Tuesday, April 22, 2014

Grudge Match

***DISCLAIMER*** The following review is entirely my opinion. If you comment (which I encourage you to do) be respectful. If you don't agree with my opinion, that's fine. To each their own. These reviews are not meant to be statements of facts or endorsements, I am just sharing my opinions and my perspective when watching the film and is not meant to reflect how these films should be viewed. Finally, the reviews are given on a scale of 0-5. 0, of course, being unwatchable. 1, being terrible. 2, being not great. 3, being okay. 4, being great and 5, being epic! And if you enjoy these reviews feel free to share them and follow the blog or follow me on Twitter (@RevRonster) for links to my reviews and the occasional live-Tweet session of the movie I'm watching! Well...at least it isn't as embarrassing as an Expendables movie.

Grudge Match – 2 out of 5

Okay, we’ve all taken our pot shots at the careers of Bobbie De Niro and Sly Stallone (I’m as guilty as anyone). With all the bad comedies that De Niro has been trying to cram into his IMDb credits and the fact it somehow feels like they are churning out Expendables movies every six months, it’s pretty fucking easy to make fun of the guys who once gave us Raging Bull, Rambo, Goodfellas, Rocky, Taxi Driver, and Stop! Or My Mom Will Shoot. So, it’s not hard to assume that the producers of Grudge Match were just creating an elaborate joke meant to tease these two men and even went as far as somehow convincing them to be in on the project.

Okay, the production didn't even try to hide the fact that those images were clearly
"borrowed" from Rocky and Raging Bull.

In real life, we already know that this match would end
with De Niro being remembered at the Oscars.
Henry “The Razor” Sharp (Sylvester Stallone) and Billy “The Kid” McDonnen had a heated rivalry when they were in their prime as boxers. As time went on, they were never able to really demonstrate who the superior boxer was but, after a special airs on TV about them, a son of a famous fight promoter; Dante Slate, Jr. (Kevin Hart), decides to get the two men together and have their final battle. Reluctantly, the men agree and the whole thing grows into a public spectacle. During their training, Sharp recruits his old trainer (Alan Arkin) for help and meets up with the love of his life that he turned his back on in favor of the sport (Kim Basinger—who apparently hasn’t aged a day since Batman) and McDonnen finally gets to meet his son (Jon Bernthal) who he has remained at a distance from his entire life. All of this culminates into a wild bout on PPV where they will prove, once and for all, who truly is the better fighter.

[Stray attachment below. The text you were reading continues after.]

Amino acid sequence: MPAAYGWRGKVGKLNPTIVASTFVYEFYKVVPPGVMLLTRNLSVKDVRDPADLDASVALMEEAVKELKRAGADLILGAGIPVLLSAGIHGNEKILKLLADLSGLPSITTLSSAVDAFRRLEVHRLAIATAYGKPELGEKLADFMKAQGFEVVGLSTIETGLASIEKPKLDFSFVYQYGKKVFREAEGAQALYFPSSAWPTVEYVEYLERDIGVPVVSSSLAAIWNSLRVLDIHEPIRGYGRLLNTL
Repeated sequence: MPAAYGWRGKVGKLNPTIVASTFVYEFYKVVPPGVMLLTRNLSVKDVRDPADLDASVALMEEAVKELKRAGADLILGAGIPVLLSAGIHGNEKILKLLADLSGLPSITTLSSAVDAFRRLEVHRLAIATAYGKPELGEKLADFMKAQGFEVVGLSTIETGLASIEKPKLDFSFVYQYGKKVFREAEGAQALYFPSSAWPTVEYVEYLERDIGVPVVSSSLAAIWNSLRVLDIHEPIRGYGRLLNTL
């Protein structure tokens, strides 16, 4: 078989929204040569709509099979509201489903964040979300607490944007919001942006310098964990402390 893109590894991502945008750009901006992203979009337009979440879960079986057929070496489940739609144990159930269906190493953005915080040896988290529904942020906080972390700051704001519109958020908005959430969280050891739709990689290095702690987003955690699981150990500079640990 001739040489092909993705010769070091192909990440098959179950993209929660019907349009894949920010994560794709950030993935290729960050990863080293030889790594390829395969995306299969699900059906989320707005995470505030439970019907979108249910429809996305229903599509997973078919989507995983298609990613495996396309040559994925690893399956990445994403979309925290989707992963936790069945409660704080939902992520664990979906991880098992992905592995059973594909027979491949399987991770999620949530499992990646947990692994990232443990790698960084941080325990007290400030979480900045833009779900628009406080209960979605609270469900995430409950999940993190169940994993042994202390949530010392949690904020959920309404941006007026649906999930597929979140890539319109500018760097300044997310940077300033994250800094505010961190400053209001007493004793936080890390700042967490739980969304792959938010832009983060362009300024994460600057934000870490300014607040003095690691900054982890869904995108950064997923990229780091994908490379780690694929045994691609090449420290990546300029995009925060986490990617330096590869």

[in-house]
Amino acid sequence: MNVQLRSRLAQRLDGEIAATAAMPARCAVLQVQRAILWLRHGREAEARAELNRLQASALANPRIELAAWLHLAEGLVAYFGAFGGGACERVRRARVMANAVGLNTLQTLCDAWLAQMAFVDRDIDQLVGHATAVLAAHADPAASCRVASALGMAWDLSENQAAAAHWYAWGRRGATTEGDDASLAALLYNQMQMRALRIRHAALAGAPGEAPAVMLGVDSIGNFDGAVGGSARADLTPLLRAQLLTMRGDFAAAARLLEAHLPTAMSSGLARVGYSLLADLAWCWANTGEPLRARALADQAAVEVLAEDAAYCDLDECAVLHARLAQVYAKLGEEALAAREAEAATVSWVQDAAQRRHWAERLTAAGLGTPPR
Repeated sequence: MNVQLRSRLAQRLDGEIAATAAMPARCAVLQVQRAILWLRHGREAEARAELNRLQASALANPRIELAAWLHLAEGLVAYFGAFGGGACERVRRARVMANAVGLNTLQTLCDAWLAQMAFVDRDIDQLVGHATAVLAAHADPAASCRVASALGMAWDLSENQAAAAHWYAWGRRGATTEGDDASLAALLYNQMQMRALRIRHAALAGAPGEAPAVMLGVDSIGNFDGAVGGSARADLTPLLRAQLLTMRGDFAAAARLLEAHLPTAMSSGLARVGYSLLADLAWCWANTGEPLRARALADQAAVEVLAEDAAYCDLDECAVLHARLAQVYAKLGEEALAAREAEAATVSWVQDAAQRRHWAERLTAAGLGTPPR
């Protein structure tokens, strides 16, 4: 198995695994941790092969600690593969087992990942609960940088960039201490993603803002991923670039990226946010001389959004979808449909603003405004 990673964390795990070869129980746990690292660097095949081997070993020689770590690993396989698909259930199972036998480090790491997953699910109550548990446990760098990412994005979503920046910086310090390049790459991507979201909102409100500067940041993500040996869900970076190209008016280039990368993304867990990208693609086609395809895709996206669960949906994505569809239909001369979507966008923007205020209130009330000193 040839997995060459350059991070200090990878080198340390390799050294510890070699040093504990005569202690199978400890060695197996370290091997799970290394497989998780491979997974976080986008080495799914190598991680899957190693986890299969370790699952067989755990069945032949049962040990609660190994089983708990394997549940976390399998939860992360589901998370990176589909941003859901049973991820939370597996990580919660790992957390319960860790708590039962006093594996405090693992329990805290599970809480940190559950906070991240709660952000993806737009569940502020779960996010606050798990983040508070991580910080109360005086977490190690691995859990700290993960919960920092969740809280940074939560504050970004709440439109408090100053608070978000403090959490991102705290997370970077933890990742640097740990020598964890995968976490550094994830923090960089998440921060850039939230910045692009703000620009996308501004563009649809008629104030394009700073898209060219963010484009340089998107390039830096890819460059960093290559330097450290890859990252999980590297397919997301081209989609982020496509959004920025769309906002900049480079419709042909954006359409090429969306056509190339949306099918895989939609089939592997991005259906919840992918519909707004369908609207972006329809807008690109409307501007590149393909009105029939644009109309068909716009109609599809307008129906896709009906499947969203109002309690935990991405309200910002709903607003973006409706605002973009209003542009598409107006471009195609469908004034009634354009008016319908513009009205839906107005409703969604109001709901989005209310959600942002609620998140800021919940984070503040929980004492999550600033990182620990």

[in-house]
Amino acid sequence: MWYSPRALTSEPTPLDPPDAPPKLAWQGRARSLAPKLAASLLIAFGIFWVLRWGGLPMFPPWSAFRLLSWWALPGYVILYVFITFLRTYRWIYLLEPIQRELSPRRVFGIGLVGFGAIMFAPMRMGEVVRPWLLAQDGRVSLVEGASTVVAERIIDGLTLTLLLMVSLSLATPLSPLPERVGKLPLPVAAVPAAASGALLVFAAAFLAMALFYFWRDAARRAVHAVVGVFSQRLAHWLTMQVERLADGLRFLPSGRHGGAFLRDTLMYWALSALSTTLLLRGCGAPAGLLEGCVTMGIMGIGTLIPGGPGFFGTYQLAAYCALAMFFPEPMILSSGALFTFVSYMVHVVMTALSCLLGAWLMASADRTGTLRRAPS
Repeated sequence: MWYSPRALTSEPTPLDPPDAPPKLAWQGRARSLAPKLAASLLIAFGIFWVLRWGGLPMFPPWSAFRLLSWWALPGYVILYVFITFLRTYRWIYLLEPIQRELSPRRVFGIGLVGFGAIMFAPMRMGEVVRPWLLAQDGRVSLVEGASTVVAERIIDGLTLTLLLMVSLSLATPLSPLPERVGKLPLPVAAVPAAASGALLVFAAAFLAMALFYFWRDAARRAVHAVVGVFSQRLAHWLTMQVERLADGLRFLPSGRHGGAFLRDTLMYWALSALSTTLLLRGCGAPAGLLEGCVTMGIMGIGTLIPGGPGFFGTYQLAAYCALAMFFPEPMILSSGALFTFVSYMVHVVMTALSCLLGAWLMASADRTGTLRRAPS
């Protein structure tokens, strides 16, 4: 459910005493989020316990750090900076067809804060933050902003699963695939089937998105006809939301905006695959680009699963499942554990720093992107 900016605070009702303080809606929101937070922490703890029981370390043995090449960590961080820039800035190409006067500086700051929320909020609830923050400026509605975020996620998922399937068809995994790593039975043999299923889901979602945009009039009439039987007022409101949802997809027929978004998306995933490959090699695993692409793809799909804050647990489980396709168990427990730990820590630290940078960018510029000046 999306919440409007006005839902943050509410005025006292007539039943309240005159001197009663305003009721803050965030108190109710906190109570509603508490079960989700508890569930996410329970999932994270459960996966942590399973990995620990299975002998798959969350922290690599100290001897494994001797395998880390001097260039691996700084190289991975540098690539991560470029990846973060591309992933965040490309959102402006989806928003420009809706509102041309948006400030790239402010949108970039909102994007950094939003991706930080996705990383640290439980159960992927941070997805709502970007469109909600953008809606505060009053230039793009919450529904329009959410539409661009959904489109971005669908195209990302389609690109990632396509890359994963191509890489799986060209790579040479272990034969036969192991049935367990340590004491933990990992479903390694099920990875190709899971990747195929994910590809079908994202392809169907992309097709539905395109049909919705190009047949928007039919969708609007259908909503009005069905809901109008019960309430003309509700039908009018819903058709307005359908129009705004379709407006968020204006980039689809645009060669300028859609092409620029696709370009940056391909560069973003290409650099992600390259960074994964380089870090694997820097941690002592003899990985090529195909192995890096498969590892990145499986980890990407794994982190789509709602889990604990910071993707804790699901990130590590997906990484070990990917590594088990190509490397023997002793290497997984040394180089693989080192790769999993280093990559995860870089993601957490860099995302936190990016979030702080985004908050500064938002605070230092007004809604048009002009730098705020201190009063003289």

Not a single day has passed for her since the 80s.

I will confess this, I'm glad the film strayed away from the "old
people don't understand technology" gag.
For the most part, Grudge Match is a harmless comedy that makes a lot of “ha ha, they’re old and trying to do young stuff” humor that falls flat every time. The film constantly goes for the obvious joke (and even went as far as doing the “I’ve fallen and I can’t get up” tired old and completely hack bit) and this going for the already tested humor is not necessarily a bad thing. Any stand up comic over the age of 40 who still talks about airline food, the fact that (rarely) the handlebars on an escalator moves slightly faster/slower than the steps, and still tosses out the tired Viagra joke about how they would use the 4 hour erection to have sex with every woman they could find will, almost definitely, find this film hilarious and completely relevant to them but other than feeding the older audiences like baby birds, younger crowds might find the film more grating than pleasurable in any sense. Maybe that’s why they added Kevin Hart to the cast but, even then, if you’re not a fan of the dude’s humor (and I’m not) you’re just going to find his non-sequiturs and loud rants more annoying than the bad “old people” gags.